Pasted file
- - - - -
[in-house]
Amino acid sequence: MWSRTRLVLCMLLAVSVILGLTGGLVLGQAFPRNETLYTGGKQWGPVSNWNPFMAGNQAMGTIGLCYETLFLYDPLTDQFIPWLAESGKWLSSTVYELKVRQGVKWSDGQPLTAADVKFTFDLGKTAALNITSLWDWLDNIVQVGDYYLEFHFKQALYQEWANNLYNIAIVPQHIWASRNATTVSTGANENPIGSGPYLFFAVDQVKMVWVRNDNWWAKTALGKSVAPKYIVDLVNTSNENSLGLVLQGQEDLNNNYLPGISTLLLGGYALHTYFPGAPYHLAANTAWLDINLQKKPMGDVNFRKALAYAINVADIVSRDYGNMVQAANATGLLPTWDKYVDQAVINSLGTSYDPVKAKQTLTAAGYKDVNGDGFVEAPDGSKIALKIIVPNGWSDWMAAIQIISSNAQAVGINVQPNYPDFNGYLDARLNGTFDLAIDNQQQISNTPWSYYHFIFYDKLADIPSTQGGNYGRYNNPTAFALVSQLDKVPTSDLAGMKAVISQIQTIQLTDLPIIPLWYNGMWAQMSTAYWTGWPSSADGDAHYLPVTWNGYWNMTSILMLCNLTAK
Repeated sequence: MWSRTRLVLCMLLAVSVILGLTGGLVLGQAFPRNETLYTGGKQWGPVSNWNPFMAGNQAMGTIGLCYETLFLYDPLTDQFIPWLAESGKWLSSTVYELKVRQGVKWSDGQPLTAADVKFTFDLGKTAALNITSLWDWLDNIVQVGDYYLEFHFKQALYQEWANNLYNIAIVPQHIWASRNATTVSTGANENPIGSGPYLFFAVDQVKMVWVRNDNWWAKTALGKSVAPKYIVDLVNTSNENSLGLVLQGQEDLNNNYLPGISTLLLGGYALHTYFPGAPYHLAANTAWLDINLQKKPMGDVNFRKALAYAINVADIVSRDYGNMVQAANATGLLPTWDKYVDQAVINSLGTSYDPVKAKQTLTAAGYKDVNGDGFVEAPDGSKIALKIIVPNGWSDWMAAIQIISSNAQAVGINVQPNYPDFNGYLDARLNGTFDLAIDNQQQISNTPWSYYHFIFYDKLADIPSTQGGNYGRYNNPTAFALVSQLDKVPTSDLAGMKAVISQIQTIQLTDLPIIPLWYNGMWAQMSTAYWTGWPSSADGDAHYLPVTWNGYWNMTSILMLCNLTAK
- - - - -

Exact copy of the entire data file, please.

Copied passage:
[in-house]
Amino acid sequence: MWSRTRLVLCMLLAVSVILGLTGGLVLGQAFPRNETLYTGGKQWGPVSNWNPFMAGNQAMGTIGLCYETLFLYDPLTDQFIPWLAESGKWLSSTVYELKVRQGVKWSDGQPLTAADVKFTFDLGKTAALNITSLWDWLDNIVQVGDYYLEFHFKQALYQEWANNLYNIAIVPQHIWASRNATTVSTGANENPIGSGPYLFFAVDQVKMVWVRNDNWWAKTALGKSVAPKYIVDLVNTSNENSLGLVLQGQEDLNNNYLPGISTLLLGGYALHTYFPGAPYHLAANTAWLDINLQKKPMGDVNFRKALAYAINVADIVSRDYGNMVQAANATGLLPTWDKYVDQAVINSLGTSYDPVKAKQTLTAAGYKDVNGDGFVEAPDGSKIALKIIVPNGWSDWMAAIQIISSNAQAVGINVQPNYPDFNGYLDARLNGTFDLAIDNQQQISNTPWSYYHFIFYDKLADIPSTQGGNYGRYNNPTAFALVSQLDKVPTSDLAGMKAVISQIQTIQLTDLPIIPLWYNGMWAQMSTAYWTGWPSSADGDAHYLPVTWNGYWNMTSILMLCNLTAK
Repeated sequence: MWSRTRLVLCMLLAVSVILGLTGGLVLGQAFPRNETLYTGGKQWGPVSNWNPFMAGNQAMGTIGLCYETLFLYDPLTDQFIPWLAESGKWLSSTVYELKVRQGVKWSDGQPLTAADVKFTFDLGKTAALNITSLWDWLDNIVQVGDYYLEFHFKQALYQEWANNLYNIAIVPQHIWASRNATTVSTGANENPIGSGPYLFFAVDQVKMVWVRNDNWWAKTALGKSVAPKYIVDLVNTSNENSLGLVLQGQEDLNNNYLPGISTLLLGGYALHTYFPGAPYHLAANTAWLDINLQKKPMGDVNFRKALAYAINVADIVSRDYGNMVQAANATGLLPTWDKYVDQAVINSLGTSYDPVKAKQTLTAAGYKDVNGDGFVEAPDGSKIALKIIVPNGWSDWMAAIQIISSNAQAVGINVQPNYPDFNGYLDARLNGTFDLAIDNQQQISNTPWSYYHFIFYDKLADIPSTQGGNYGRYNNPTAFALVSQLDKVPTSDLAGMKAVISQIQTIQLTDLPIIPLWYNGMWAQMSTAYWTGWPSSADGDAHYLPVTWNGYWNMTSILMLCNLTAK